I do not think the responsibilities of poetry toward play, toward words as sound images that are only provisionally attached or supposedly free of referents, preclude an attempt to say something in a poem, however oblique, composite, or provisional. The strength that poetry—having absorbed the discursiveness of neoclassicism, the subjectivity of romanticism, and the fragmentation of modernism—now possesses is the opportunity to combine so many different aspects of experience, knowledge, and ways of speaking and to mix them in a way that is richer, more linguistically—that is to say humanly—diverse than any of the argufying discourses it might feed from. Descartes, a child's bedtime memories, geology and evolution (popularly apprehended), a bit of argot, and verbal playfulness can coexist here as in no other form outside the literary. Of course we strive to think our way through discrete subjects and to impose on ourselves the appropriate rules of enquiry and contemplation, and it is right that we do so. But that effort is part of the whole contingent jostle of our mental states that bear the impression of the language about us. The capacity of the poem to speak something of this mix of the mind is what interests me most at present, though not, I hope, as an interior monologue but as part of the exchanges in which we seek for sense.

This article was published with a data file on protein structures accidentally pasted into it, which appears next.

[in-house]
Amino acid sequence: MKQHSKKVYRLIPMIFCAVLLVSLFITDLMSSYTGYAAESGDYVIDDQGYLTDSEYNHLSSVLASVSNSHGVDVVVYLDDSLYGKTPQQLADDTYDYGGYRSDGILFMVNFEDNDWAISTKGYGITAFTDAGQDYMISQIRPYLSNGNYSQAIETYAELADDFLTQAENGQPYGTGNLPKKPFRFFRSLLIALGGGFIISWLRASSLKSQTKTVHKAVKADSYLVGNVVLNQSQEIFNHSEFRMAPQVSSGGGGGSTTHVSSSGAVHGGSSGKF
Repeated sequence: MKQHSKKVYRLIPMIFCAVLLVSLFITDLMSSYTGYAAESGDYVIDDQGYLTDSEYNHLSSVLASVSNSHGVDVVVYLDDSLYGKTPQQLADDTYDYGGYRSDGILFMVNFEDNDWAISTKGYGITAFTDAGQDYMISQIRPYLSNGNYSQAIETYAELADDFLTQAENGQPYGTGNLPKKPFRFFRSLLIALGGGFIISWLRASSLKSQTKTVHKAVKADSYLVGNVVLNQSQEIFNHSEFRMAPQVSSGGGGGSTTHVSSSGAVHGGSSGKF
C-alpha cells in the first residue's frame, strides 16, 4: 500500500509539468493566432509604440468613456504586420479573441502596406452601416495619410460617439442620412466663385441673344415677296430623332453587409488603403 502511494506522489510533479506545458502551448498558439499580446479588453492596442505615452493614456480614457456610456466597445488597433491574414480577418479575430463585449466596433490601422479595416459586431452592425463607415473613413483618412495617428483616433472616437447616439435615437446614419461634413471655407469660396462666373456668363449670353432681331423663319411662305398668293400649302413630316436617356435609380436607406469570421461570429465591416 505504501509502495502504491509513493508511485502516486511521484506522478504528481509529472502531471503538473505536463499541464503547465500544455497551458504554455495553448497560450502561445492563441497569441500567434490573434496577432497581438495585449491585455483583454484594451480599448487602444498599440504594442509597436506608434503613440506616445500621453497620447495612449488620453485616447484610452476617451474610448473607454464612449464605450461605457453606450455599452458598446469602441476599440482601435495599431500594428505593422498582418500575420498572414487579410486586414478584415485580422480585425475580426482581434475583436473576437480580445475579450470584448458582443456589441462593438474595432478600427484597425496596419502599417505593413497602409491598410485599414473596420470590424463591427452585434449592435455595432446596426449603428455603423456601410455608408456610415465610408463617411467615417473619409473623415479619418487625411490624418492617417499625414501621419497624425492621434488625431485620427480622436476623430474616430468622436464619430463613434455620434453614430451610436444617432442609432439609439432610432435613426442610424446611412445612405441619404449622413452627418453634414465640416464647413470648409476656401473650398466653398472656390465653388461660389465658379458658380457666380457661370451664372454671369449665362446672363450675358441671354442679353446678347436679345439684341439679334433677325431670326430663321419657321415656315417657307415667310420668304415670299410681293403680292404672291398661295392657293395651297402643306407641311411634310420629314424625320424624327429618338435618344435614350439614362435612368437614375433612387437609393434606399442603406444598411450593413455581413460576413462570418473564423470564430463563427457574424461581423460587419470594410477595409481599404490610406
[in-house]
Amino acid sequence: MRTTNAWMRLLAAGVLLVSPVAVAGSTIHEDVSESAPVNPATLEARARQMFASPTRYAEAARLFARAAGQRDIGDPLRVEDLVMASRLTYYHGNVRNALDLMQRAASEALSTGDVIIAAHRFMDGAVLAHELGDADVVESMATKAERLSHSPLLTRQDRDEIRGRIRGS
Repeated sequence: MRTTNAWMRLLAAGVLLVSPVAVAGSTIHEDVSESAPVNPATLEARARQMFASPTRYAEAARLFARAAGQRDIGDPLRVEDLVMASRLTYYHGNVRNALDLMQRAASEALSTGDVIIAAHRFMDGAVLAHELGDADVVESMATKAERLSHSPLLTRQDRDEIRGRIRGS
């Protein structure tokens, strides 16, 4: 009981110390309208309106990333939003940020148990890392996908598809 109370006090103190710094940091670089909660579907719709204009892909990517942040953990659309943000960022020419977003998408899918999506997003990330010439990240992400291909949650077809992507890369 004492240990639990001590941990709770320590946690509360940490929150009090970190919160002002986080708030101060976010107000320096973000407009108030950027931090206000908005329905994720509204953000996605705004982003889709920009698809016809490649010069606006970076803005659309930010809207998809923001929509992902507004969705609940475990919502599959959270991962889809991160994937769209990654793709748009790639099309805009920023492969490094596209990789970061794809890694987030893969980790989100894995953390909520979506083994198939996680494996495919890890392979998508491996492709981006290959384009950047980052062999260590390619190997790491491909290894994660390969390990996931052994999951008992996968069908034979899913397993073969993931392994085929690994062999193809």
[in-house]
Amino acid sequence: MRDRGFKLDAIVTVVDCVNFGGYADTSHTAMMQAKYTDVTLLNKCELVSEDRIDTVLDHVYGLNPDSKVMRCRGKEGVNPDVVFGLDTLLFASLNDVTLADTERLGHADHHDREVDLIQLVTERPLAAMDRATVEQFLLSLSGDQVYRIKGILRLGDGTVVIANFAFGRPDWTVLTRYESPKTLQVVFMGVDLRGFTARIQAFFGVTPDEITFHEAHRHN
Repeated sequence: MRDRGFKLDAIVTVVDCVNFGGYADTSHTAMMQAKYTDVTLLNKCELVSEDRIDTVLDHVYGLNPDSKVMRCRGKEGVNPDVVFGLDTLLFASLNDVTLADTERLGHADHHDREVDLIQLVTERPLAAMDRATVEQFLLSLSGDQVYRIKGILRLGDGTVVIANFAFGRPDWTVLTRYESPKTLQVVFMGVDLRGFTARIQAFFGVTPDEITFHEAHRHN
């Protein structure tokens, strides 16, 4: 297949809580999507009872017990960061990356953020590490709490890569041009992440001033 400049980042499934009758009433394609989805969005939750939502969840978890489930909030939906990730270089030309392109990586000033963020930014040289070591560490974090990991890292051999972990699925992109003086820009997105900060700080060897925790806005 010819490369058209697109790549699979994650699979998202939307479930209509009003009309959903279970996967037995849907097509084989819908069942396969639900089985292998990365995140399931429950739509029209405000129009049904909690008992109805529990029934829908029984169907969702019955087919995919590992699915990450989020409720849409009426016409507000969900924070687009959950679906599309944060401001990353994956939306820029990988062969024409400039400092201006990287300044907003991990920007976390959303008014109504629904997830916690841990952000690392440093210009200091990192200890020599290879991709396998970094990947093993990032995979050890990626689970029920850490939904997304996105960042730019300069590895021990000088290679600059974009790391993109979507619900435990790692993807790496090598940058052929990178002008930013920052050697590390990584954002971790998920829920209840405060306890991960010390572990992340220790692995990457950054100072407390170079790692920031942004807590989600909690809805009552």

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"History, which is Eternal Life, is what / We need to celebrate." From his early poems on the battles of Waterloo and Jutland in The Important Man to "Thomas Müntzer" in Heart's Desire, Jeffrey Wainwright has been drawn to historical subjects. He treats them in a language sparse and plain enough to be easily underestimated. But Wainwright is a poet of vision. His poems show that social reality is everywhere a construct made by human beings and therefore capable of being changed by them, and his gift is in writing of the particular human activity or transaction in a way that reveals the larger power relations and social constructions that inform what is apparently personal. Without depending on rhetorical or analytical language, he can show that questions of politics, class, wealth, or power are not optional extras to understanding or simply the province of the committed but rather are implicit in all we do. It follows that the psychology of human actions, even theology, is all of a piece with politics, and Wainwright is as interested in states of mind, emotion, and beliefs as in material action.